There is a further dimension to the analysis. The report says the system has also undermined our diversity as a society. The data relied on for this finding is significant for its wider implications. The authors observe, "Student and teacher diversity in national schools has decreased, especially at the primary level. Ethnic stratification in schools has increased, with the proportion of Chinese students enrolled in SJKCs (Chinese schools) up from 92% in 2000 to 96% in 2011.
Indian students enrolled in SJKTs (Tamil schools) have also increased from 47% to 56% for the same period. "According to the Malaysia Education Blueprint 2013-2025, 97% of students in SKs (national schools) are bumiputeras. Although students then largely converge at the secondary level and SMKs are more reflective of the country's diversity, there appears to be a missed opportunity for greater interactions in early years.
"In this regard, the Education Blueprint recognises the need to create avenues for students from different school-types to interact. Similar to the importance of diverse peers, students benefit from role models of different ethnicities to properly reflect Malaysia's diverse population and to bridge the gaps between ethnicities.
"However, the teacher population in SKs is also becoming less diverse. In 2001, 78% of the teachers across all national schools were bumiputeras, and this number rose to 81% in 2011. Although the proportion of Indian teachers remained fairly constant at 5%, the share of Chinese teachers in national schools dropped from 17% to 14%."
Given the level of centralisation of the system's governance structure, Malaysia's is apparently among the world's most centralised systems. It is not surprising then that in more ways than one, the system has fallen victim to the politics of the government of the day.
The root of the problems that many a Malaysian parent is routinely confronted with today in schools is readily appreciated when viewed in that light. Logically, the report advocates the decentralisation of the education system and increased institutional autonomy.
It is self-evident that structural reform is crucial. And while the government has committed to some such reform in the Education Blueprint, this is a process that the government anticipates will take place over the next 10 years or so, in "three waves".
As the authors remark, "Malaysia's planned reforms in education change very little in terms of sanctioning low performance among teachers.
Given the young age profile of teachers in the system, low-ability and low-skilled teachers currently in the system will stay in the system for decades. Under the blueprint reform plans, teachers will undergo enhanced professional development described above in the first wave of the reform (2013-2015).
"An exit strategy for low-performing teachers is mentioned only under Wave 2 of the reform (2016-2020), where the blueprint states that the MoE will propose an exit policy or redeployment for teachers who perform poorly for three consecutive years despite the provision of intensive support.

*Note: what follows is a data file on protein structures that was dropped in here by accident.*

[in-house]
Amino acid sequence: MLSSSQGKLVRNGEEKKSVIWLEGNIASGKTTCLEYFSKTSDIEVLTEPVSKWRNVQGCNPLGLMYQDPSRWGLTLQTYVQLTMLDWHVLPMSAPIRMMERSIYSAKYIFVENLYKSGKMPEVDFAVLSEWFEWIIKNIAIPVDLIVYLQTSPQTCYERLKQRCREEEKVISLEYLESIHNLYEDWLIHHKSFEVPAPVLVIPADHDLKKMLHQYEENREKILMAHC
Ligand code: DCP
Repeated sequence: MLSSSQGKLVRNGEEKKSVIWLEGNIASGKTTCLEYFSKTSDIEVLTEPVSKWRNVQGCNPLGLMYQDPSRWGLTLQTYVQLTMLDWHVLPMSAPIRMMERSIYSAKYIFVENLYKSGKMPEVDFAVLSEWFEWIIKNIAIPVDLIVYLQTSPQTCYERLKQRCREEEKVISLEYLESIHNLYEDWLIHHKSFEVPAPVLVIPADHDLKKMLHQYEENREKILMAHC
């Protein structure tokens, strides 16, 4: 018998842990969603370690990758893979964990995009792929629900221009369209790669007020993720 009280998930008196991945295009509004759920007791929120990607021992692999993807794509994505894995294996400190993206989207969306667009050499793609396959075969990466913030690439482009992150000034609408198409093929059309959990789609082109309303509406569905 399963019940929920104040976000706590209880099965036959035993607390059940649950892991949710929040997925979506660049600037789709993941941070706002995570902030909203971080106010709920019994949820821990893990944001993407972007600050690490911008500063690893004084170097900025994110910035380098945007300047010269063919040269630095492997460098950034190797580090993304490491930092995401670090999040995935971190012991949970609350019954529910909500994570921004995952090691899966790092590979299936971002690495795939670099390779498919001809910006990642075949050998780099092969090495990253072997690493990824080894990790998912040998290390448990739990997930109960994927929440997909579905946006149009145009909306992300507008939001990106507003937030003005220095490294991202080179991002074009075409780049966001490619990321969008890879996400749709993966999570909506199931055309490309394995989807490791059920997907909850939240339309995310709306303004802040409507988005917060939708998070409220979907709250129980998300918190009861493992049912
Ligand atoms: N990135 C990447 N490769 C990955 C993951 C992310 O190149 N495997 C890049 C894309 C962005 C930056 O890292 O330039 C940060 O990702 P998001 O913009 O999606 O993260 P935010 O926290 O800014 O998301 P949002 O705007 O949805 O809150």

"Under this policy, the ministry will redeploy teachers to other functions within the school such as administration, discipline management and co-curricular management. Similarly, teachers who do not meet the minimum proficiency standard in the English language after undergoing training will be given up to two years to make the necessary improvements.
"The MoE estimates that as the average non-proficient teacher only requires training over two years to meet the proficiency standard, it is anticipated that most who adhere to the training regime will be able to pass the evaluation by 2015. Those who still do not meet the proficiency standard will be tasked to teach other subjects or redeployed.
"This suggests a worryingly long duration of professional development - and a large financial investment - for each low-performing teacher, with little or no guarantee of success in terms of improvement in student learning. Given the high combined cost of personal emoluments and in-service professional training, one option that MoE may consider would be to reduce the 'grace period' teachers are allowed for improving performance before they are redeployed."
In all that it says, the report is a clarion call for action even as it red flags much of what is holding back this nation. The last feature noted above offers some insight into what must be the current Malaysian dilemma; we have a large number of underperformers throughout the public service whom the government has no clue how to handle.
And because it does not, these individuals continue to impact on our lives.
There is an old joke about dealing with underperformers in the public service (or at least I think it is an old joke) - you promote them so they do less damage. What happens, however, if they continue all the way up to the top ranks? Then, I think, the joke is on us. This too, I think, could rightfully be called the current Malaysian dilemma.
Oh, dear. As I reflect on the year past and consider what is that I would like to see next year bring into our lives, I appreciate that our recovery as a nation will take conviction, continued faith in all that can happen and a tremendous amount of patience.
We must believe that true transformation can take place in the most unassuming of ways.
Take the Education Blueprint. It has acknowledged, indirectly if not directly, some hard truths. The persons behind the blueprint ought to be credited for having had the gumption to do so. They have given us a foothold. I do not think it impossible for others to follow suit.
The vast majority of us only have this one nation to call home. Our recognition of that truth might be what we need to pull out of the nosedive that we appear to be in.
Happy New Year.
Malik Imtiaz Sarwar is a practising lawyer and the immediate past president of the National Human Rights Societ. This article was published in The Edge Malaysia, Dec 23 - 29 issue.